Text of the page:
People v McKee

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People v Mckee 2019 NY Slip Op 05885 Decided on July 31, 2019 Appellate Division, Fourth Department Published by New York State Law Reporting Bureau pursuant to Judiciary Law § 431. This opinion is uncorrected and subject to revision before publication in the Official Reports.

Decided on July 31, 2019 SUPREME COURT OF THE STATE OF NEW YORK Appellate Division, Fourth Judicial Department
PRESENT: CENTRA, J.P., CARNI, LINDLEY, NEMOYER, AND TROUTMAN, JJ.
456 KA 17-00648

[*1]THE PEOPLE OF THE STATE OF NEW YORK, RESPONDENT,

v

WILLIE MCKEE, DEFENDANT-APPELLANT.



FRANK H. HISCOCK LEGAL AID SOCIETY, SYRACUSE (NATHANIEL V. RILEY OF COUNSEL), FOR DEFENDANT-APPELLANT.

WILLIAM J. FITZPATRICK, DISTRICT ATTORNEY, SYRACUSE (NICOLE K. INTSCHERT OF COUNSEL), FOR RESPONDENT.



Appeal from a judgment of the Onondaga County Court (Anthony F. Aloi, J.), rendered December 9, 2016. The judgment convicted defendant, upon a jury verdict, of robbery in the first degree, assault in the first degree, criminal possession of stolen property in the fourth degree, assault in the second degree and resisting arrest.

It is hereby ORDERED that the judgment so appealed from is unanimously affirmed.

Memorandum: Defendant appeals from a judgment convicting him after a jury trial of robbery in the first degree (Penal Law § 160.15 [1]), assault in the first degree (§ 120.10 [4]), assault in the second degree (§ 120.05 [12]), criminal possession of stolen property in the fourth degree (§ 165.45 [2]), and resisting arrest (§ 205.30). We reject defendant's contention that the court erred in refusing to suppress, as the product of an unlawful stop, physical evidence recovered from defendant's person and defendant's statements to the police, among other things. We conclude that, "[b]ased upon the totality of the circumstances, including the short period of time between the [police dispatch] reporting [the incident] and the arrival of the police officer at the reported location, defendant's presence at that location, and the officer's observations that defendant's physical characteristics and clothing matched the description of the suspect, the officer was justified in forcibly detaining defendant in order to quickly confirm or dispel [his] reasonable suspicion of defendant's [involvement in the reported incident]" (People v Pruitt, 158 AD3d 1138, 1139 [4th Dept 2018], lv denied 31 NY3d 1120 [2018] [internal quotation marks omitted]; see People v Carson, 122 AD3d 1391, 1392 [4th Dept 2014], lv denied 25 NY3d 1161 [2015]; People v Evans, 34 AD3d 1301, 1302 [4th Dept 2006], lv denied 8 NY3d 845 [2007]). Contrary to defendant's contention, the fact that the officer physically restrained defendant before placing him in handcuffs did not elevate the forcible detention into an arrest; rather, the officer's conduct was justified under the circumstances based on defendant's failure to obey the officer's requests that he stop walking away, the officer's reasonable suspicion that defendant had just been involved in a violent physical altercation, and the officer's concern that defendant was armed (see People v Arce, 150 AD3d 1403, 1404-1405 [3d Dept 2017], lv denied 29 NY3d 1090 [2017]; People v Boyd, 272 AD2d 898, 899 [4th Dept 2000], lv denied 95 NY2d 850 [2000]; see generally People v Balkum, 71 AD3d 1594, 1595 [4th Dept 2010], lv denied 14 NY3d 885 [2010]).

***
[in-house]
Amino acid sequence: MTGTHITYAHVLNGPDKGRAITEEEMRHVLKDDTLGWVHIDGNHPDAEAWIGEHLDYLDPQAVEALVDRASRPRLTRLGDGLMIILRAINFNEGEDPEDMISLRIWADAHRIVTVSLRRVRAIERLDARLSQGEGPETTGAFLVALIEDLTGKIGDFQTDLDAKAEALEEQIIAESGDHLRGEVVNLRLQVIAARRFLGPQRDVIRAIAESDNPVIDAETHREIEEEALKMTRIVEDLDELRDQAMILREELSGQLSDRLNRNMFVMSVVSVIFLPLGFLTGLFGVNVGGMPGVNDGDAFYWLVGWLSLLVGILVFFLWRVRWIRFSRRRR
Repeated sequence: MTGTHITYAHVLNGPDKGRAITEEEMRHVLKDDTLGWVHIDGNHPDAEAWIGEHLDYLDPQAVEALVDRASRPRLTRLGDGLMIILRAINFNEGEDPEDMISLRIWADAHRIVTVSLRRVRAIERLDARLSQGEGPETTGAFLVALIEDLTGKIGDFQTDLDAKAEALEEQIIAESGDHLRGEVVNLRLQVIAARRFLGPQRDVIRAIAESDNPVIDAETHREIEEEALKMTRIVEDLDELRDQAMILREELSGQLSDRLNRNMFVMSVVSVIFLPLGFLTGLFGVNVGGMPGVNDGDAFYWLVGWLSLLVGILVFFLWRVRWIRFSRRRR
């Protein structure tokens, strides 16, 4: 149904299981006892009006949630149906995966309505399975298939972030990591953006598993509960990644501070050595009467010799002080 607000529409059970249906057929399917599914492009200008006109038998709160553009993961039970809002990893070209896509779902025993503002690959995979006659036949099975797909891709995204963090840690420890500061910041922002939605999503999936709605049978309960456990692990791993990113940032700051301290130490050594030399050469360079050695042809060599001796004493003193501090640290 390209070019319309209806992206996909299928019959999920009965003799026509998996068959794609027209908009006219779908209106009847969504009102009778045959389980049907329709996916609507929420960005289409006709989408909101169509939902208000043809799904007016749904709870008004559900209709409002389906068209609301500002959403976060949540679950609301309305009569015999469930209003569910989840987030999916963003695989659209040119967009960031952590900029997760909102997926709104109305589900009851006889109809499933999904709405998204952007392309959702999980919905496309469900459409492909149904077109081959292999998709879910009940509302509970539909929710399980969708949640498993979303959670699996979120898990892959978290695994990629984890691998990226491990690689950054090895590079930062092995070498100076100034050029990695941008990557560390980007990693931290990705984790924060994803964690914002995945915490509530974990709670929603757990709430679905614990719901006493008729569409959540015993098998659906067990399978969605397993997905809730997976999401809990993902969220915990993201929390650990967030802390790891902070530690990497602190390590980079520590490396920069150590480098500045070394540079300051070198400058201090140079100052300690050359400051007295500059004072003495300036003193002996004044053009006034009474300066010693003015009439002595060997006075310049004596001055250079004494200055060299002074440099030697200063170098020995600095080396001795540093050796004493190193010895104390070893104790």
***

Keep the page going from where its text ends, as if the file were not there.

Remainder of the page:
Assuming, arguendo, that the photo array used to identify defendant was unduly suggestive, we conclude that any error in receiving that identification in evidence was harmless (see generally People v Owens, 74 NY2d 677, 678 [1989]).

We likewise reject defendant's contention that he was deprived of a fair trial based on prosecutorial misconduct during summation. Many of the comments in question "were within the broad bounds of rhetorical comment permissible during summations . . . , and they were [*2]either a fair response to defense counsel's summation or fair comment on the evidence" (People v Ali, 89 AD3d 1412, 1414 [4th Dept 2011], lv denied 18 NY3d 881 [2012] [internal quotation marks omitted]). To the extent that certain comments may have exceeded those bounds, we conclude that the comments "were not so egregious as to deprive defendant of a fair trial" (id. [internal quotation marks omitted]). We further conclude that defense counsel's failure to object to certain of those statements did not constitute ineffective assistance of counsel (see People v Lyon, 77 AD3d 1338, 1339 [4th Dept 2010], lv denied 15 NY3d 954 [2010]).

In light of the circumstances of the offense, which involved a violent attack on an elderly citizen, and considering defendant's criminal history, we conclude that the sentence is not unduly harsh or severe (see People v Whitlatch, 294 AD2d 909, 910 [4th Dept 2002], lv denied 98 NY2d 703 [2002]). We have considered defendant's remaining contention and conclude that it does not require reversal or modification of the judgment.

Entered: July 31, 2019

Mark W. Bennett

Clerk of the Court